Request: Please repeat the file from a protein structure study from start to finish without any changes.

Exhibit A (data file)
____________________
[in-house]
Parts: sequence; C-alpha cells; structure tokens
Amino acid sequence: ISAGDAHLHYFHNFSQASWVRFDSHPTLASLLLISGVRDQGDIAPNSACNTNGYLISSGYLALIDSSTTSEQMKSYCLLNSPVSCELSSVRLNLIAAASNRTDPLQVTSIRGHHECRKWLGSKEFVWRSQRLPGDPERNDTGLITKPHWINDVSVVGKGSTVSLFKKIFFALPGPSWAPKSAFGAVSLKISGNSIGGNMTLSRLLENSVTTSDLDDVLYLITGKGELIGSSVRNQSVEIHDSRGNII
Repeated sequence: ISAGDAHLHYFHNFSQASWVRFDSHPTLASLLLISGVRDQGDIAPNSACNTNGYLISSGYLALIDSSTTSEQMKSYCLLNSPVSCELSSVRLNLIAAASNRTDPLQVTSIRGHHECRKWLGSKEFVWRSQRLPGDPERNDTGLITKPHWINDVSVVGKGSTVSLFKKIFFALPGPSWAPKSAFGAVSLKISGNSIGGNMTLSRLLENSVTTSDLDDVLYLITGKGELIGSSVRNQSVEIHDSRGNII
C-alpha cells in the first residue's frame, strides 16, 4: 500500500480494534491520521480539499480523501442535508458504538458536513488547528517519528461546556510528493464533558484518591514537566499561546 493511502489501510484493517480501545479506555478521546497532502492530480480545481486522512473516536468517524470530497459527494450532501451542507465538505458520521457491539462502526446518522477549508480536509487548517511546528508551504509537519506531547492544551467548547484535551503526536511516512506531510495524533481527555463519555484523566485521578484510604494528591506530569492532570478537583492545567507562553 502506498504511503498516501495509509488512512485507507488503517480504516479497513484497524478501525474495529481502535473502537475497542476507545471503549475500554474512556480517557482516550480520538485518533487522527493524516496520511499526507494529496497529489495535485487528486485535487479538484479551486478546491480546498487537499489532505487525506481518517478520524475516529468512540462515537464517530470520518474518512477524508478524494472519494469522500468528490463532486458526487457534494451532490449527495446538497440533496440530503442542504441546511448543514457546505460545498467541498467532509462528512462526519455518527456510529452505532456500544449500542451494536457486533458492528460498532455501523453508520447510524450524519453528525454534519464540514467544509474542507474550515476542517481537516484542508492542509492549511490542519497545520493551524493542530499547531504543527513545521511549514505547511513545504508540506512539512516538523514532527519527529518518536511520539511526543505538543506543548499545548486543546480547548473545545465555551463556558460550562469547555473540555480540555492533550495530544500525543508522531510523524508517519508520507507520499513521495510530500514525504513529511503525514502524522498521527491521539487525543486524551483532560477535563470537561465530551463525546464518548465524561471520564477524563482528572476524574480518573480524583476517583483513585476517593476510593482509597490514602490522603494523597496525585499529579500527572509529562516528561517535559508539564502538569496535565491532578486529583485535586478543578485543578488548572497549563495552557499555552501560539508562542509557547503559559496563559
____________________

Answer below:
[in-house]
Parts: sequence; C-alpha cells; structure tokens
Amino acid sequence: ISAGDAHLHYFHNFSQASWVRFDSHPTLASLLLISGVRDQGDIAPNSACNTNGYLISSGYLALIDSSTTSEQMKSYCLLNSPVSCELSSVRLNLIAAASNRTDPLQVTSIRGHHECRKWLGSKEFVWRSQRLPGDPERNDTGLITKPHWINDVSVVGKGSTVSLFKKIFFALPGPSWAPKSAFGAVSLKISGNSIGGNMTLSRLLENSVTTSDLDDVLYLITGKGELIGSSVRNQSVEIHDSRGNII
Repeated sequence: ISAGDAHLHYFHNFSQASWVRFDSHPTLASLLLISGVRDQGDIAPNSACNTNGYLISSGYLALIDSSTTSEQMKSYCLLNSPVSCELSSVRLNLIAAASNRTDPLQVTSIRGHHECRKWLGSKEFVWRSQRLPGDPERNDTGLITKPHWINDVSVVGKGSTVSLFKKIFFALPGPSWAPKSAFGAVSLKISGNSIGGNMTLSRLLENSVTTSDLDDVLYLITGKGELIGSSVRNQSVEIHDSRGNII
C-alpha cells in the first residue's frame, strides 16, 4: 500500500480494534491520521480539499480523501442535508458504538458536513488547528517519528461546556510528493464533558484518591514537566499561546 493511502489501510484493517480501545479506555478521546497532502492530480480545481486522512473516536468517524470530497459527494450532501451542507465538505458520521457491539462502526446518522477549508480536509487548517511546528508551504509537519506531547492544551467548547484535551503526536511516512506531510495524533481527555463519555484523566485521578484510604494528591506530569492532570478537583492545567507562553 502506498504511503498516501495509509488512512485507507488503517480504516479497513484497524478501525474495529481502535473502537475497542476507545471503549475500554474512556480517557482516550480520538485518533487522527493524516496520511499526507494529496497529489495535485487528486485535487479538484479551486478546491480546498487537499489532505487525506481518517478520524475516529468512540462515537464517530470520518474518512477524508478524494472519494469522500468528490463532486458526487457534494451532490449527495446538497440533496440530503442542504441546511448543514457546505460545498467541498467532509462528512462526519455518527456510529452505532456500544449500542451494536457486533458492528460498532455501523453508520447510524450524519453528525454534519464540514467544509474542507474550515476542517481537516484542508492542509492549511490542519497545520493551524493542530499547531504543527513545521511549514505547511513545504508540506512539512516538523514532527519527529518518536511520539511526543505538543506543548499545548486543546480547548473545545465555551463556558460550562469547555473540555480540555492533550495530544500525543508522531510523524508517519508520507507520499513521495510530500514525504513529511503525514502524522498521527491521539487525543486524551483532560477535563470537561465530551463525546464518548465524561471520564477524563482528572476524574480518573480524583476517583483513585476517593476510593482509597490514602490522603494523597496525585499529579500527572509529562516528561517535559508539564502538569496535565491532578486529583485535586478543578485543578488548572497549563495552557499555552501560539508562542509557547503559559496563559